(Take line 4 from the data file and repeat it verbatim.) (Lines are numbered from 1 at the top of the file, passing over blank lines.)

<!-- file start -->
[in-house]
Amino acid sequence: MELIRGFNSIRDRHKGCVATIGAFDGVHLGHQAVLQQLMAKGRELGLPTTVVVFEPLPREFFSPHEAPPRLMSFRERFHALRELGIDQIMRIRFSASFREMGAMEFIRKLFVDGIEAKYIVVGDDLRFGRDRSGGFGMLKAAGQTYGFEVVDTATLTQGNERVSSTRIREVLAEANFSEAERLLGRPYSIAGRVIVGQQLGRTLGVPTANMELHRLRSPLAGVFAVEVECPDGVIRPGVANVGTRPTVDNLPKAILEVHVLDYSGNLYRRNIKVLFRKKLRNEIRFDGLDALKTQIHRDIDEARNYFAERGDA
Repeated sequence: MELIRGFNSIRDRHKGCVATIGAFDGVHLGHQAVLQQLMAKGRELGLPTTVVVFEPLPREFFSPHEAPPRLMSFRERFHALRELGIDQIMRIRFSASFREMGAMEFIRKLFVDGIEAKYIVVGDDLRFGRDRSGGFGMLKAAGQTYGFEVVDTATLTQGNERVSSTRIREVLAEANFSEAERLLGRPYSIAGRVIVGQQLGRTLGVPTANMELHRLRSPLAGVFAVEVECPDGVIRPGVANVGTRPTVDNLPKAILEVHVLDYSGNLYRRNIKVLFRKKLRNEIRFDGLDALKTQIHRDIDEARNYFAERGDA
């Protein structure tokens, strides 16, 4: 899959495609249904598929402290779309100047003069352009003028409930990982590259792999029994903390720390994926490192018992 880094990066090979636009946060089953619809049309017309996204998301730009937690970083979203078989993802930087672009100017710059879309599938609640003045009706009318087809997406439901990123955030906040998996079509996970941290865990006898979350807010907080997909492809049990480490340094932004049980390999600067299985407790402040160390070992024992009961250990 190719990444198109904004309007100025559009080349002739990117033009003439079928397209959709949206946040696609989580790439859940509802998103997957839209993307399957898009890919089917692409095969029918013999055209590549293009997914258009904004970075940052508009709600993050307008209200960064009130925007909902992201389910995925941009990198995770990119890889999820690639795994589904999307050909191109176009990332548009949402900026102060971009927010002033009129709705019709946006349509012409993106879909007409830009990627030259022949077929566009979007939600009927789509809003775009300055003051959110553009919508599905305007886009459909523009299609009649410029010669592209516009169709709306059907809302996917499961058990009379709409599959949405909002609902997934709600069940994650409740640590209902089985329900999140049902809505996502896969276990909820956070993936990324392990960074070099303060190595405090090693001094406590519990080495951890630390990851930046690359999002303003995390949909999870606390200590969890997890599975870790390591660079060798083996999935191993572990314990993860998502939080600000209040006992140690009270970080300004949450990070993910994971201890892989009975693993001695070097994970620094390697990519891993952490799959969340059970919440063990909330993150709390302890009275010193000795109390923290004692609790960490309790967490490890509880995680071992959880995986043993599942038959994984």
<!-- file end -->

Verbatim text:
């Protein structure tokens, strides 16, 4: 899959495609249904598929402290779309100047003069352009003028409930990982590259792999029994903390720390994926490192018992 880094990066090979636009946060089953619809049309017309996204998301730009937690970083979203078989993802930087672009100017710059879309599938609640003045009706009318087809997406439901990123955030906040998996079509996970941290865990006898979350807010907080997909492809049990480490340094932004049980390999600067299985407790402040160390070992024992009961250990 190719990444198109904004309007100025559009080349002739990117033009003439079928397209959709949206946040696609989580790439859940509802998103997957839209993307399957898009890919089917692409095969029918013999055209590549293009997914258009904004970075940052508009709600993050307008209200960064009130925007909902992201389910995925941009990198995770990119890889999820690639795994589904999307050909191109176009990332548009949402900026102060971009927010002033009129709705019709946006349509012409993106879909007409830009990627030259022949077929566009979007939600009927789509809003775009300055003051959110553009919508599905305007886009459909523009299609009649410029010669592209516009169709709306059907809302996917499961058990009379709409599959949405909002609902997934709600069940994650409740640590209902089985329900999140049902809505996502896969276990909820956070993936990324392990960074070099303060190595405090090693001094406590519990080495951890630390990851930046690359999002303003995390949909999870606390200590969890997890599975870790390591660079060798083996999935191993572990314990993860998502939080600000209040006992140690009270970080300004949450990070993910994971201890892989009975693993001695070097994970620094390697990519891993952490799959969340059970919440063990909330993150709390302890009275010193000795109390923290004692609790960490309790967490490890509880995680071992959880995986043993599942038959994984």